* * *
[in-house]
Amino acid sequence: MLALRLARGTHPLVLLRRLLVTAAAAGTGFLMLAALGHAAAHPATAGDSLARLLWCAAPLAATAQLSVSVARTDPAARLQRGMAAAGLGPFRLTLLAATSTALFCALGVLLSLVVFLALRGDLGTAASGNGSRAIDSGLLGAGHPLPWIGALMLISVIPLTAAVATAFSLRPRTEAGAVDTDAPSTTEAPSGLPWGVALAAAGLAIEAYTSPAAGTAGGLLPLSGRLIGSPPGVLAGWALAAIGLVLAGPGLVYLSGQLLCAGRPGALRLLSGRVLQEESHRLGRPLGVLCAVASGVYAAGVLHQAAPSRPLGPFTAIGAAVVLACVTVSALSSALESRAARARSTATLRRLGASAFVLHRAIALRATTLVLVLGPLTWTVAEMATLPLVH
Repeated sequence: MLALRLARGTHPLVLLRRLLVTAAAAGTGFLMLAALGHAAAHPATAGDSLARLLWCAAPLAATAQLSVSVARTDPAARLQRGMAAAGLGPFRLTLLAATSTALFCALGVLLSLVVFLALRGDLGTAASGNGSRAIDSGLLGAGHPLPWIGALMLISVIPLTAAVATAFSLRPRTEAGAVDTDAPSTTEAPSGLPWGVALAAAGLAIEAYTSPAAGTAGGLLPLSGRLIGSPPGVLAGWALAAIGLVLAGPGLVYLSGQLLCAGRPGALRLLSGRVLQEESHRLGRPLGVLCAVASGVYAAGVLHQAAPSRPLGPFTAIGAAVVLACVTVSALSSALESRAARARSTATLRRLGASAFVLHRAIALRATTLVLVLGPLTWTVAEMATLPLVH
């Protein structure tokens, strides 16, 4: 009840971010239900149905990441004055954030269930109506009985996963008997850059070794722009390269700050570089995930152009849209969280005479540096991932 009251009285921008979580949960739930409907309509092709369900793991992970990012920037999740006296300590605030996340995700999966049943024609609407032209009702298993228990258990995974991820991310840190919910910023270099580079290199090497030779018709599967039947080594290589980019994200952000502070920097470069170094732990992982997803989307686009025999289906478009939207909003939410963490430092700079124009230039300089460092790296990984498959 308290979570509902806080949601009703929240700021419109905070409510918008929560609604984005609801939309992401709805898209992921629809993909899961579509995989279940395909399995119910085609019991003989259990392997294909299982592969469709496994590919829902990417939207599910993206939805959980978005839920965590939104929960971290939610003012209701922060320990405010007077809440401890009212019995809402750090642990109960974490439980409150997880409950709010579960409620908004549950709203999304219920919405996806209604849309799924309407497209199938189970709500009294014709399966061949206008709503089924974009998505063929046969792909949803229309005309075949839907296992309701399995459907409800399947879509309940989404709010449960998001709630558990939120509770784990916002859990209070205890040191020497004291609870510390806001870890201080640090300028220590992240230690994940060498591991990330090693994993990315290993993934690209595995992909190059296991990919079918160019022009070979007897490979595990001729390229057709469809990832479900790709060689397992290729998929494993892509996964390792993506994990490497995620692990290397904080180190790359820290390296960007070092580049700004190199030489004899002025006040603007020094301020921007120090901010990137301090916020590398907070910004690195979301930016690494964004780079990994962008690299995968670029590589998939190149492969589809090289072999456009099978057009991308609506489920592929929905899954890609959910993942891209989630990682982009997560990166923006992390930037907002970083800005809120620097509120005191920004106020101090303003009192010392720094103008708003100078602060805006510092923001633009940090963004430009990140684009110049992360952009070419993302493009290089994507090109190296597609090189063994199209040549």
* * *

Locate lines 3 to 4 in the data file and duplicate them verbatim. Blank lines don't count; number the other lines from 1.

Repeated sequence: MLALRLARGTHPLVLLRRLLVTAAAAGTGFLMLAALGHAAAHPATAGDSLARLLWCAAPLAATAQLSVSVARTDPAARLQRGMAAAGLGPFRLTLLAATSTALFCALGVLLSLVVFLALRGDLGTAASGNGSRAIDSGLLGAGHPLPWIGALMLISVIPLTAAVATAFSLRPRTEAGAVDTDAPSTTEAPSGLPWGVALAAAGLAIEAYTSPAAGTAGGLLPLSGRLIGSPPGVLAGWALAAIGLVLAGPGLVYLSGQLLCAGRPGALRLLSGRVLQEESHRLGRPLGVLCAVASGVYAAGVLHQAAPSRPLGPFTAIGAAVVLACVTVSALSSALESRAARARSTATLRRLGASAFVLHRAIALRATTLVLVLGPLTWTVAEMATLPLVH
């Protein structure tokens, strides 16, 4: 009840971010239900149905990441004055954030269930109506009985996963008997850059070794722009390269700050570089995930152009849209969280005479540096991932 009251009285921008979580949960739930409907309509092709369900793991992970990012920037999740006296300590605030996340995700999966049943024609609407032209009702298993228990258990995974991820991310840190919910910023270099580079290199090497030779018709599967039947080594290589980019994200952000502070920097470069170094732990992982997803989307686009025999289906478009939207909003939410963490430092700079124009230039300089460092790296990984498959 308290979570509902806080949601009703929240700021419109905070409510918008929560609604984005609801939309992401709805898209992921629809993909899961579509995989279940395909399995119910085609019991003989259990392997294909299982592969469709496994590919829902990417939207599910993206939805959980978005839920965590939104929960971290939610003012209701922060320990405010007077809440401890009212019995809402750090642990109960974490439980409150997880409950709010579960409620908004549950709203999304219920919405996806209604849309799924309407497209199938189970709500009294014709399966061949206008709503089924974009998505063929046969792909949803229309005309075949839907296992309701399995459907409800399947879509309940989404709010449960998001709630558990939120509770784990916002859990209070205890040191020497004291609870510390806001870890201080640090300028220590992240230690994940060498591991990330090693994993990315290993993934690209595995992909190059296991990919079918160019022009070979007897490979595990001729390229057709469809990832479900790709060689397992290729998929494993892509996964390792993506994990490497995620692990290397904080180190790359820290390296960007070092580049700004190199030489004899002025006040603007020094301020921007120090901010990137301090916020590398907070910004690195979301930016690494964004780079990994962008690299995968670029590589998939190149492969589809090289072999456009099978057009991308609506489920592929929905899954890609959910993942891209989630990682982009997560990166923006992390930037907002970083800005809120620097509120005191920004106020101090303003009192010392720094103008708003100078602060805006510092923001633009940090963004430009990140684009110049992360952009070419993302493009290089994507090109190296597609090189063994199209040549």